Houses of multiple occupancy (HMOs) are a niche feature of the property market and are overwhelmingly situated in the private rented sector (PRS), and their tenants often experience multiple forms of vulnerability. As a result, they are at considerable risk of fuel poverty. However, partly because of the particular structure and limited number of HMOs, little attention has been paid by researchers to this type of living arrangement and the implications for energy efficiency and fuel poverty.
Key research Question
The research aims to inform policy-makers and practitioners and to better understand the nature of HMOs in terms of their prevalence, distribution and genesis. It examines the characteristics of their tenants and the typologies of fuel poverty in such properties. It also attempts to frame these issues within wider questions of social justice.
Summary of activity
The project involved a literature review of academic research on HMOs and an appraisal of the current policy framework. Data were generated through semi-structured interviews with local authority housing environmental health officers in Manchester.
There has been very little previous research on the energy profile of HMOs, but that which exists indicates they are likely to be in poor condition, prone to damp and cold, and disproportionately older properties. Their residents often belong to highly vulnerable groups (e.g. migrants, asylum seekers, ex-offenders and the homeless) with relatively little income and a limited ability to challenge, or seek redress from, landlords.
Current policy and practice regarding fuel poverty does not reflect or take account of HMOs (e.g. the lack of a requirement for an Energy Performance Certificate (EPC) and an unclear methodology for assessing the energy efficiency of such properties), and major programmes such as the Energy Company Obligation (ECO) do not prioritise them.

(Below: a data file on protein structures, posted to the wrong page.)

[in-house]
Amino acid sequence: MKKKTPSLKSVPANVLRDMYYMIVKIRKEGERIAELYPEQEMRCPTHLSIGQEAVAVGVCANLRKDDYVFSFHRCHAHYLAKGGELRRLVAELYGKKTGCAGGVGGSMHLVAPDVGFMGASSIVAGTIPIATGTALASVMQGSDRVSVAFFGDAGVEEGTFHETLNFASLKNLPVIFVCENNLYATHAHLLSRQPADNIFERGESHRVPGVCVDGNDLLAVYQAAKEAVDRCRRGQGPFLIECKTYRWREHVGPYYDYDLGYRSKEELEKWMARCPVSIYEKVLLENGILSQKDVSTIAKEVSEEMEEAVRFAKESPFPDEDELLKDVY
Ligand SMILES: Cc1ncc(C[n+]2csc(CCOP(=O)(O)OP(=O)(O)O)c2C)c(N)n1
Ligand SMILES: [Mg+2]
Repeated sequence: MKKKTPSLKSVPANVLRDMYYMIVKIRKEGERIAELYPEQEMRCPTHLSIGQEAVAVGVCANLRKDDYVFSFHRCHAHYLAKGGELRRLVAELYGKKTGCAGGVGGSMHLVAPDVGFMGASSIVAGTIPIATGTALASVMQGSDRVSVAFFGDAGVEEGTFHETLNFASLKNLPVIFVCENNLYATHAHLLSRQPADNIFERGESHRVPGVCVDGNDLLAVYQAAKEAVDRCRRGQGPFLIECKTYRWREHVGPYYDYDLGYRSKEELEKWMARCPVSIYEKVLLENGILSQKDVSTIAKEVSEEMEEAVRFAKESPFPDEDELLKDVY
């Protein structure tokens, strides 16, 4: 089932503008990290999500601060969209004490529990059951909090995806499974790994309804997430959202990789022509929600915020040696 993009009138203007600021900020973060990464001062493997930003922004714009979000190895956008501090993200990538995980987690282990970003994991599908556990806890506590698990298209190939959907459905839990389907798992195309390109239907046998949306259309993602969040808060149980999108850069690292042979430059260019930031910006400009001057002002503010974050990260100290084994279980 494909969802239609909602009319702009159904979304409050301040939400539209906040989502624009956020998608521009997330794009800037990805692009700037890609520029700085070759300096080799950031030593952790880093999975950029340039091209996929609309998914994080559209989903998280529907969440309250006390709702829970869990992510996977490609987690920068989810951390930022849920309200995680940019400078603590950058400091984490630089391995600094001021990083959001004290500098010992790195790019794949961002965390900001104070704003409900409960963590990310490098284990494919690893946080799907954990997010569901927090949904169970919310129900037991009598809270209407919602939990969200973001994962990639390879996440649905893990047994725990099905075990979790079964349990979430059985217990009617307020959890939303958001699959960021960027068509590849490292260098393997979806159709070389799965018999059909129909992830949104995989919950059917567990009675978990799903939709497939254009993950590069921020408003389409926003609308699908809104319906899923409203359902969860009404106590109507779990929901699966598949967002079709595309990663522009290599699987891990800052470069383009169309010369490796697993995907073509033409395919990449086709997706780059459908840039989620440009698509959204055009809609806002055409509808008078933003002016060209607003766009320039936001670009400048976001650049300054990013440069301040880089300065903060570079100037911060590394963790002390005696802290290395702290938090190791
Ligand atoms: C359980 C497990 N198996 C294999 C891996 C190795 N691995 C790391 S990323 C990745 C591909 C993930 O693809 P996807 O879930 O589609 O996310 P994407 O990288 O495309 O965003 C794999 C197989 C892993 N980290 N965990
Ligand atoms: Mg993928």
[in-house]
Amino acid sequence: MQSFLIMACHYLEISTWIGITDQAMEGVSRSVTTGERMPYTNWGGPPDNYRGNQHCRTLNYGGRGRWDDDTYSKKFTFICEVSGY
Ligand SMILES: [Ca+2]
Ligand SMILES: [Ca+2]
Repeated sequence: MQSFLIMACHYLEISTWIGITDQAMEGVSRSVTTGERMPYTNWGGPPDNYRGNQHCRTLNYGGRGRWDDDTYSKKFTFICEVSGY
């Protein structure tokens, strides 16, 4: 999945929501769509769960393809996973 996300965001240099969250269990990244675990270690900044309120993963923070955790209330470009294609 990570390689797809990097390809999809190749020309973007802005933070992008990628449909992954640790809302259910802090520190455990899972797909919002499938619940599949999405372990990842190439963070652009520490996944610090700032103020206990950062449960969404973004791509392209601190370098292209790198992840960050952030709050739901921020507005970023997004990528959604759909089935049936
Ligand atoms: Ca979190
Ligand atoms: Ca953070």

Local authorities are the primary actors working to improve the condition of HMOs. Useful mechanisms include landlord licensing and health and safety powers but, while there are examples of good practice, this is not widespread, and local authorities are struggling with reduced budgets.
The authors created examples of archetypal HMOs in order to provide policy-makers with better awareness of the common energy issues faced by residents of such properties. Specific recommendations included:
National policy should mandate higher energy efficiency criteria for HMOs in the PRS with a view to ensuring that they meet the minimum standards regulations for the PRS in the Energy Act 2011. This should include the issuing of EPCs to HMO tenants, guidance to local authorities to ensure that licensing and other regulatory tools maximise the potential to address substandard homes, and the targeting of ECO grants to HMOs.
On a broader front, policy and practice regarding energy efficiency and fuel poverty must be adjusted to recognise HMOs.
Government departments (the Department of Energy and Climate Change and the Department for Communities and Local Government) must provide local authorities with the support needed to implement local interventions. This includes guidance on suitable methodologies for assessing energy performance in HMOs, the strengthening of regulatory powers where necessary and assistance to enforce them.